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  • Writer's pictureJae Gow

Choosing a Bathroom Countertop Surface

Whether you are remodeling a bathroom or choosing what to install in a newly constructed space, there are various options to consider when it comes to the picking out counters. Bathrooms often are smaller, enclosed, and frequently moist areas, threatening the fixtures inside with potential of water damage, mold, and more. The bathroom is often a highly used space that needs quality furnishings that can withstand wear and tear that come with daily use. Most people consider it a priority to choose a countertop surface that is easy to clean, easy to care for, and can withstand the elements in the bathroom – heat, moisture, and frequent use. Of course, budget plays an important role in determining countertop choice, and luckily there are a wide range of materials available within various budgets, so don’t let your budget dictate your choice.


Granite or marble countertops are among the premium option for bathroom counters, but even on a small budget, you should not exclude them from being considered. This long-lasting, durable surface adds excellent value when you go to resell your home. So, over time, it could end up paying for itself. Granite will be more stain-resistant than marble, however, granite does require periodic resealing. For more about sealing granite, read this. Since bathrooms often require a small amount of material, using remnants is another way someone on a smaller budget can reap the benefits of stone countertops.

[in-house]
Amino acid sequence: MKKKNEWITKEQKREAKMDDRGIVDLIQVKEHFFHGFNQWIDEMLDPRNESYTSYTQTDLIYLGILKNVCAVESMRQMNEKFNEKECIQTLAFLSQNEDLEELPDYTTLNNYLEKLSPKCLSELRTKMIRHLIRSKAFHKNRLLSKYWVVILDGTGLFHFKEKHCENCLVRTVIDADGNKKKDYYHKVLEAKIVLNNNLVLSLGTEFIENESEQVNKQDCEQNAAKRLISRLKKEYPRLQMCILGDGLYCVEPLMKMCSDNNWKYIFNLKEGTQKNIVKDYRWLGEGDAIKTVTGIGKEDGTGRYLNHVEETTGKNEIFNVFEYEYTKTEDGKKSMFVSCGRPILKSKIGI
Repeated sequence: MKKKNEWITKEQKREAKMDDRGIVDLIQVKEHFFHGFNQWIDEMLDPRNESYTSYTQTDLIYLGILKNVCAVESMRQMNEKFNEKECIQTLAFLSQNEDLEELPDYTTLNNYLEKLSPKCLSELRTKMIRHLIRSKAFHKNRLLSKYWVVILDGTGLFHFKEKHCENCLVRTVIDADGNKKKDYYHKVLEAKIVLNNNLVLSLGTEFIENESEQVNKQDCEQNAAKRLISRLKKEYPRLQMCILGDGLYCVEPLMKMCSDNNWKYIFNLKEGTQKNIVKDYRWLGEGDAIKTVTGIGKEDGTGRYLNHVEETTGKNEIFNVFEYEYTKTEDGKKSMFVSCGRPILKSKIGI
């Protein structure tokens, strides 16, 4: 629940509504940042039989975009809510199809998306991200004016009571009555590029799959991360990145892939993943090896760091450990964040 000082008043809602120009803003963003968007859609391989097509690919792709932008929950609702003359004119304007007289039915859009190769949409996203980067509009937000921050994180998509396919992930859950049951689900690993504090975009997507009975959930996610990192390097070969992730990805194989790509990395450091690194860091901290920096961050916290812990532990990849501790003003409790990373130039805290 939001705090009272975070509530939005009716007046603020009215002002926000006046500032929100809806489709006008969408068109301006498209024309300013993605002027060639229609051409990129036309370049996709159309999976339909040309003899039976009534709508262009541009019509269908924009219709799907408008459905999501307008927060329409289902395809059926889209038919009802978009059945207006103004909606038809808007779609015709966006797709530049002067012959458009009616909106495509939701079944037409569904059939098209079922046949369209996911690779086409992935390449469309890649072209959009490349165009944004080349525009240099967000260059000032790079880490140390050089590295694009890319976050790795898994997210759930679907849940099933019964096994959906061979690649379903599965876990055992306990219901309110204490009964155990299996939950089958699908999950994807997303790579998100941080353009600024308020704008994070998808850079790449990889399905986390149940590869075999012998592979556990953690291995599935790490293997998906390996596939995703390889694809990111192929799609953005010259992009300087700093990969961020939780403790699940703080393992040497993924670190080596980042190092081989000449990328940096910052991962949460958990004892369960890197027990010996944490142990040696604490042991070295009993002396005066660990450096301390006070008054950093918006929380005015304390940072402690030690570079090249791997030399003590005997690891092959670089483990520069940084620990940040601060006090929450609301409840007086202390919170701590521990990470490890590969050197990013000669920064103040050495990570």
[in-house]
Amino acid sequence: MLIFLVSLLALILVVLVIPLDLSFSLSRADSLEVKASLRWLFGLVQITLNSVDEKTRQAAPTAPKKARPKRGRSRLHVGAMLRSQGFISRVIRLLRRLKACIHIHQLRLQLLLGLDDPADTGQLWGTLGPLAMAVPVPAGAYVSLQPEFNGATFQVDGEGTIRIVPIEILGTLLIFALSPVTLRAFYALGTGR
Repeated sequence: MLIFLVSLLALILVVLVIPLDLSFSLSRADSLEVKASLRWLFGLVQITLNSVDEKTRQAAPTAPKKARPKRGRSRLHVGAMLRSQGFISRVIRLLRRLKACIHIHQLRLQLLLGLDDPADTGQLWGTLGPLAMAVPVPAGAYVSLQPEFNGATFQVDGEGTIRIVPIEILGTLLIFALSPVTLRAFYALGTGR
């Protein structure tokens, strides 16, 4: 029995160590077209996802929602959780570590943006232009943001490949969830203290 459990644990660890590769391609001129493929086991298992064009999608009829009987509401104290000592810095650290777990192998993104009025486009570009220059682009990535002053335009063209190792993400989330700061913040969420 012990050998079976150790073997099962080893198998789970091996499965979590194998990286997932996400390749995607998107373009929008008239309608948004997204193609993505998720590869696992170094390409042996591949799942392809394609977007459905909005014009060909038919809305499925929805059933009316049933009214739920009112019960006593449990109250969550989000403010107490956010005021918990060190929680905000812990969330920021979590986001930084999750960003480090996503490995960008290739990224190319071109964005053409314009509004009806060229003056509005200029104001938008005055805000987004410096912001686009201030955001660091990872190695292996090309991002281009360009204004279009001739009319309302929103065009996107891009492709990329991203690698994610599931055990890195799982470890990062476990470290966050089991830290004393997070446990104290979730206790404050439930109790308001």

You may find more color options of quartz than with marble or granite since it’s an engineered stone, and not limited by nature. It’s also the most stain-resistant stone, however, it cannot withstand heat as well as natural stone like granite or marble. You may find quartz countertops to be equivalent or higher in price than marble and granite.


A very commonly used surface for bathroom counters is laminate because it is inexpensive and generally stands up to water and is stain-resistant. Things to beware of with laminate are the risk of burning (for example, from a curling iron) and cracking or peeling off the surface.


Tile countertops offer a wide range of color and design options, giving the ability to drastically change the look and feel of your overall bathroom appearance. While tile can be inexpensive and easy to install, it does take more care than other surfaces. The grout, in between tiles, also traps grease, messes, and stains more easily than solid surfaces. Tile will be more prone to cracking or breaking compared to other surfaces.

Tip: If you like the look and color variety of tile, you can integrate it as a backsplash above the countertop rather than using it for the countertop surface.

While there are pros and cons to every bathroom countertop surface, figuring out which features are most important to you can be tricky. Use this chart to guide you in the many options you have to consider.

Comparison of Bathroom Countertop Surface Options

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